Vitamin D and calcium supplementation have a number of benefits, including bone health. A new study has found that the supplements improve the levels of high-density lipoprotein (HDL; “good cholesterol”) and lowers the levels of low-density lipoprotein (LDL; “bad cholesterol”). The findings were published online ahead of print on March 3 in the journal Menopause.
The aim of the study was to determine whether increased serum Vitamin D levels, in response to calcium and Vitamin D supplementation would improve the lipid profile in postmenopausal women. The investigators conducted a double-blind, randomized, placebo-controlled, clinical trial, meaning, the subjects were randomly assigned to receive Vitamin D and calcium supplements or a placebo and neither the women nor the researchers were aware of which women received the supplements. The women received either 1,000 mg of elemental calcium plus 400 IU of Vitamin D daily or a postmenopausal women. All the subjects were postmenopausal women from the general community, including multiple sites in the U.S. They were enrolled between 1993 and 1998 and comprised 300 Caucasian, 200 African-American, and 100 Hispanic women who were randomly selected from the Women's Health Initiative CaD trial. Serum Vitamin D and lipid (fasting plasma triglycerides, HDL cholesterol , and calculated LDL cholesterol levels were measured before and after study entry.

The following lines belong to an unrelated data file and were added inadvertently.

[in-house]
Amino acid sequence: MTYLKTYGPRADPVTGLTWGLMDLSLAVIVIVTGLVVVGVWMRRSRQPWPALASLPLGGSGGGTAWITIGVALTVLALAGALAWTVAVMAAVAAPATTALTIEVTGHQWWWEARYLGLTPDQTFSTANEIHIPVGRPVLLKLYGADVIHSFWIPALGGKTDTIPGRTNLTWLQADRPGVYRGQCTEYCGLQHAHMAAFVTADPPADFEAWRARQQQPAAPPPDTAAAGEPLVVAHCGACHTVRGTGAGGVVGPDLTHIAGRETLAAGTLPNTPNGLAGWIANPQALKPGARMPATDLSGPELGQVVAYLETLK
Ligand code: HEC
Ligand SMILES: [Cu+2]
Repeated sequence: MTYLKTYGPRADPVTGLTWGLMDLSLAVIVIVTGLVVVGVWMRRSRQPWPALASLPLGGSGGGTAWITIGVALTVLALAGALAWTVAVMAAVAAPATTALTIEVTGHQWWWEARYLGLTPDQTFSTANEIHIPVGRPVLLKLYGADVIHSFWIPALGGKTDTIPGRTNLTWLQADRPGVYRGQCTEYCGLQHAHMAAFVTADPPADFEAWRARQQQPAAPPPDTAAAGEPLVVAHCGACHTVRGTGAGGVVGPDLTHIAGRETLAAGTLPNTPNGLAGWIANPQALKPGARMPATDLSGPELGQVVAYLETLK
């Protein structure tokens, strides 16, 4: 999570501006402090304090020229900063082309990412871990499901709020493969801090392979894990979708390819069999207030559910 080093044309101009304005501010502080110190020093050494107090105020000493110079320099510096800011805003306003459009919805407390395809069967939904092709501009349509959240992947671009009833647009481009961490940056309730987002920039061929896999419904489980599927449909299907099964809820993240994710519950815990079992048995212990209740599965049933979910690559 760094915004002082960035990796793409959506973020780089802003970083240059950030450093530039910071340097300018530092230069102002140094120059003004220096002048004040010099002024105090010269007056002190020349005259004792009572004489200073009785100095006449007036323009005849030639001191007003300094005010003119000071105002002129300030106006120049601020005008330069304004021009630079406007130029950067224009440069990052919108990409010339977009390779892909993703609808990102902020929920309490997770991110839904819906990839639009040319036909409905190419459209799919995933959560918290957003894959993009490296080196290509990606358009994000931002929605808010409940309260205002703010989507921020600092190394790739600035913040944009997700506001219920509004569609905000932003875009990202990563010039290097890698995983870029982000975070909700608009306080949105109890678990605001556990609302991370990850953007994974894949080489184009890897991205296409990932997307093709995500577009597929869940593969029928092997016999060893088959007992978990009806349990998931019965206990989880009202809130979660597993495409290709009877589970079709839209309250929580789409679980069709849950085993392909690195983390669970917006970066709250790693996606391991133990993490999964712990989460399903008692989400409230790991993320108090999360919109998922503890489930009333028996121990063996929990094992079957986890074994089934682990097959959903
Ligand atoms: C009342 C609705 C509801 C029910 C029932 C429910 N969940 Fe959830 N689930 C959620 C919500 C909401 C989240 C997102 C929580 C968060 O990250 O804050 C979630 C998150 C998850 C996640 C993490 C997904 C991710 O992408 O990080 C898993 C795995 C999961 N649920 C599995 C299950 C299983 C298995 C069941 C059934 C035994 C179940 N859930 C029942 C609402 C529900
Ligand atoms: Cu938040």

The researchers found that there was a 38% increase in average serum Vitamin D levels after two years for women who received the supplements, compared to the women who received the placebo (18.2 ng/mL difference). Women randomized who received the supplements had a 4.46-mg/dL average decrease in LDL cholesterol. Higher concentrations of Vitamin D were related to higher HDL cholesterol levels, together with lower LDL cholesterol and triglyceride levels.
The authors concluded that supplemental calcium and Vitamin D significantly increases serum Vitamin D levels2 and decreases LDL cholesterol. Women with higher serum Vitamin D levels have more favorable lipid profiles, including increased HDL cholesterol, lower LDL cholesterol, and lower triglycerides. The results support the theory that higher concentrations of serum Vitamin D in response to calcium and Vitamin D supplementation, are related to improved LDL cholesterol.